percent of Isuzu, while Toyota has ties with Daihatsu and Hino Motors.
Currently, by the number of cars produced, Toyota is the world’s number
two, but when you look at profitability, Toyota is the clear world leader. There
is a message there, which America and Europe have yet to address. Grand welfare
schemes may attract the workers, but if the company cannot afford the pension
schemes in the long run, there is a serious accounting deficit to be met.
Last week I mentioned cars that fly, a common enough concept
in science-fiction books and even featured in the cartoon TV series called
“The Jetsons” in 1962. However, the auto bizz was already thinking about
flying cars in 1935 when the U.S. Bureau of Commerce’s Experimental Division
Section awarded a contract to a manufacturer to build one. The car had a single
propeller and rotor blades for flight. The gear could be folded back over the
fuselage to accommodate ground movement. Two passengers could sit side by side,
and there was a small baggage storage area behind the seats. For road use, the
90 bhp engine was connected to the tail wheel by a shaft that was put in gear
when the propeller was disengaged. Testing began in 1936 and continued until the
company dissolved in the mid-1960s. The question was, what was the name of this
flying car? It was the Pitcairn AC 35. Thanks for all the efforts that came in
on this one, from all over the world.
to this week. (Fingers poised over the Google button, and away we go!) A French
car company decided to expand beyond its national boundaries and opened up a new
factory in 1906. This venture was not successful and three years later it was
taken over, and started producing cars using foreign designs and a line of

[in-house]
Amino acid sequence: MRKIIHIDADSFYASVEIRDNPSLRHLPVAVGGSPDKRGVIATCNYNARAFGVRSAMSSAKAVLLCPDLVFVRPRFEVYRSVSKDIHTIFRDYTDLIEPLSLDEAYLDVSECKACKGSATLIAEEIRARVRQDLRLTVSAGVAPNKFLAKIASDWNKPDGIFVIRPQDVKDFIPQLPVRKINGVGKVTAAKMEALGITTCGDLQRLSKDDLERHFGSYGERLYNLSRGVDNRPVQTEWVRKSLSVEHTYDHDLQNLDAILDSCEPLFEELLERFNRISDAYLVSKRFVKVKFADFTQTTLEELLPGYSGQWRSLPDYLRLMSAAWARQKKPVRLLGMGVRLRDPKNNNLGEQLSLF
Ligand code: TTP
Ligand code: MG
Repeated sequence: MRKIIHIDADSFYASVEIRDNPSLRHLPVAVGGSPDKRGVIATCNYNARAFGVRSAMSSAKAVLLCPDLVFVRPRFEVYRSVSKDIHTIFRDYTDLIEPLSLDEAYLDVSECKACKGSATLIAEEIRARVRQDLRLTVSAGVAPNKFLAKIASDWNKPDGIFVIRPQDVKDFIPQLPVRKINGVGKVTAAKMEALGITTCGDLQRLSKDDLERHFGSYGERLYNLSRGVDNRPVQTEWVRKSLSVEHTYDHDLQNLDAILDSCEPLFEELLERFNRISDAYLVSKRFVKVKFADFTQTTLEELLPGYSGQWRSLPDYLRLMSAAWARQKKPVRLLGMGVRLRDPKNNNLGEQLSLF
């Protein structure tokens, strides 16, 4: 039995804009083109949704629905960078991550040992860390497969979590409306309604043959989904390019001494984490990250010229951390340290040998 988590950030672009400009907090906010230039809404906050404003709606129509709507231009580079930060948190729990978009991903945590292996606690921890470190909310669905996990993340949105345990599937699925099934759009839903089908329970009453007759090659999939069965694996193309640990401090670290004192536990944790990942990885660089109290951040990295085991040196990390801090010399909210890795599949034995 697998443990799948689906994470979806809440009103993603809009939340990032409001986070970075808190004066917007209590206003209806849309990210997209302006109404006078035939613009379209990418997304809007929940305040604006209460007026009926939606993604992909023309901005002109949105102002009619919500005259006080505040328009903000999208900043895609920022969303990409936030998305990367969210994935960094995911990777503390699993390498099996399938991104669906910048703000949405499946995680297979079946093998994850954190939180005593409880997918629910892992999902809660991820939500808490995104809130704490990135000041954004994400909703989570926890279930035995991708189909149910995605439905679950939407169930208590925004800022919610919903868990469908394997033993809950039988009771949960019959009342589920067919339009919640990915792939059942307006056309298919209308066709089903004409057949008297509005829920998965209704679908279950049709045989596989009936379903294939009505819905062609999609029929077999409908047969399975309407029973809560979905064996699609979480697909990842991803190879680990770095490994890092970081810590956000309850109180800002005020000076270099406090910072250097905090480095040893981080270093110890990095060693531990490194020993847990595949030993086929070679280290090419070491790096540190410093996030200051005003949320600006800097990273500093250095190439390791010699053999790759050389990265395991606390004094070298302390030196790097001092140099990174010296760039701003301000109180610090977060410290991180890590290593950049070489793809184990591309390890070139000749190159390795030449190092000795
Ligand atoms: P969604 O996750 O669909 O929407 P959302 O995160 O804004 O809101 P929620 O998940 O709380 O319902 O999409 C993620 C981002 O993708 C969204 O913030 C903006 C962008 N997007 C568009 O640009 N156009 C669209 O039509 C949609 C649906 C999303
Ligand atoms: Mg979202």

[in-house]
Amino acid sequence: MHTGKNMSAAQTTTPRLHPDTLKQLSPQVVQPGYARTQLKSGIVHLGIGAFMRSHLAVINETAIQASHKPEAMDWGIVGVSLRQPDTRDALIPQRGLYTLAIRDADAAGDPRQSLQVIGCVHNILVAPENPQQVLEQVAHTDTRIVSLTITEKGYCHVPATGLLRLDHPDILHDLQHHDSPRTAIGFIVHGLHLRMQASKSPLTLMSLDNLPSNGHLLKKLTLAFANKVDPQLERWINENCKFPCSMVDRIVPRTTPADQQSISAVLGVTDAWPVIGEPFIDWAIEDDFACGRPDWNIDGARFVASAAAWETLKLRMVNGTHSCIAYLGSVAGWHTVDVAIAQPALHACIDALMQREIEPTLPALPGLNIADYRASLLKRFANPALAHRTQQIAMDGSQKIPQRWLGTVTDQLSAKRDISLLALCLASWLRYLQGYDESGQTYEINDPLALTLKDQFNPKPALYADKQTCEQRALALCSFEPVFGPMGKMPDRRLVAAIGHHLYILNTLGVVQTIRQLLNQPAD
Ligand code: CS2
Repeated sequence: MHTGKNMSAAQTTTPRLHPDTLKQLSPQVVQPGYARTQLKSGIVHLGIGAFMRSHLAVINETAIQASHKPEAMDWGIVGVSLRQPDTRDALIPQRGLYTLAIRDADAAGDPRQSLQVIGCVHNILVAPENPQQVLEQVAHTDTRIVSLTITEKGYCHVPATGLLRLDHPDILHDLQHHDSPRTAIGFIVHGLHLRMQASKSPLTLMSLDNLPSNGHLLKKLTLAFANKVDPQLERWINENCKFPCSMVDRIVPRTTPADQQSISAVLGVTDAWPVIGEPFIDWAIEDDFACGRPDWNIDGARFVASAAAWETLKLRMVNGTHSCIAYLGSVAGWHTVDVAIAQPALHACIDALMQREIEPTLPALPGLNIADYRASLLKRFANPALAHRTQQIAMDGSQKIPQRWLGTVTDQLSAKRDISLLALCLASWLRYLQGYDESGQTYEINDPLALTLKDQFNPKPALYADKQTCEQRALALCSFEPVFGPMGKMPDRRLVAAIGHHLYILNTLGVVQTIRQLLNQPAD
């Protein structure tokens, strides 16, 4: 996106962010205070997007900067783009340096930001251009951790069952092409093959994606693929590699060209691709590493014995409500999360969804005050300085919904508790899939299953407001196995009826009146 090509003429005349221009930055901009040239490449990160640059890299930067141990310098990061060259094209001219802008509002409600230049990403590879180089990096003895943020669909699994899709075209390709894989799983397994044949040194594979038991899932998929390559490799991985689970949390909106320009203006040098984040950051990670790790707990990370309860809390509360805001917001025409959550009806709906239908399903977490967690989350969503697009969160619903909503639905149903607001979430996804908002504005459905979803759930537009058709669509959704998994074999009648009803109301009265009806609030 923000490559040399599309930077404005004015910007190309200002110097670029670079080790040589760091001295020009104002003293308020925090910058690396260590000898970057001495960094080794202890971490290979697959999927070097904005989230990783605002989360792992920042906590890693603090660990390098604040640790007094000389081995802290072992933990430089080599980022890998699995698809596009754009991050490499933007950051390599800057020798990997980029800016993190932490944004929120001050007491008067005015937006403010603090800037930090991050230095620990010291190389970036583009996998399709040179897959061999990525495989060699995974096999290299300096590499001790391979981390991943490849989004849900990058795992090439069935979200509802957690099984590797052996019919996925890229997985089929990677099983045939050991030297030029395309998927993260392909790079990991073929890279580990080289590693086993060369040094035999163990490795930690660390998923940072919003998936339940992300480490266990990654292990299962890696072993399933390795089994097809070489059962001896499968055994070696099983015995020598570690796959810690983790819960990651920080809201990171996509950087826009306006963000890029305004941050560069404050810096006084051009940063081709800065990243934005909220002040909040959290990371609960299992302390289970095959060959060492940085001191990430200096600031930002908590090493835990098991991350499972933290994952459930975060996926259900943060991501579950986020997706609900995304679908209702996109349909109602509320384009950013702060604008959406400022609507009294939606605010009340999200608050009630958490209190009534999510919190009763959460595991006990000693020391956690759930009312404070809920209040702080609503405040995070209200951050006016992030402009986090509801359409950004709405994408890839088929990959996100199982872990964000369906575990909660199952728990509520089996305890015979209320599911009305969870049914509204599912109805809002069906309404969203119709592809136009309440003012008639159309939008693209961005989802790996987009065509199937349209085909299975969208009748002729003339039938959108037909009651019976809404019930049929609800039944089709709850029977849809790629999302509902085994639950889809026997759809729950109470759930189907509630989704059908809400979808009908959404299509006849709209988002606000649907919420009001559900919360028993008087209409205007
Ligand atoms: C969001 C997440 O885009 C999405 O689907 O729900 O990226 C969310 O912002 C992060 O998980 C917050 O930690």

credit from several banks. This was again not successful, so the principal
creditor called in a railway engineer to run the manufacturing business. He
turned out some very creditable designs (nothing like a railway engine), and
although still somewhat financially shaky, the company still exists today. The
question is - what was the name of the railway engineer?
For the Automania FREE beer this week, be the first correct answer to email [email protected]
What did we learn from the Japanese GP?
firstly we (and Takuma Sato) learned that nobody is going to put up with driving
such as he displayed in the GP. The end result of his kamikaze on Trulli was
that he was excluded from the results. He has already been dropped in favour of
Barichello at BAR next year (but rebranded as Honda) and I think he will find it
very difficult to get a seat anywhere. I certainly would not be offering him
The second crasher, Jacques Villeneuve, claimed he was
innocent after pushing Montoya off and into the wall. The stewards didn’t see
it that way either, and Villeneuve was awarded a 25 second penalty for his
driving efforts. Will Villeneuve still be on the grid in 2006, in the Sauber, to
be rebranded as a BMW? Again, I certainly would not be offering him a chance,
not even behind a supermarket trolley.
Despite the very biased and parochial nature of the British
commentators, Button did drive well, but not as well as Webber or Coulthard, for
my money. Webber had almost his best race of the year, and his seat will be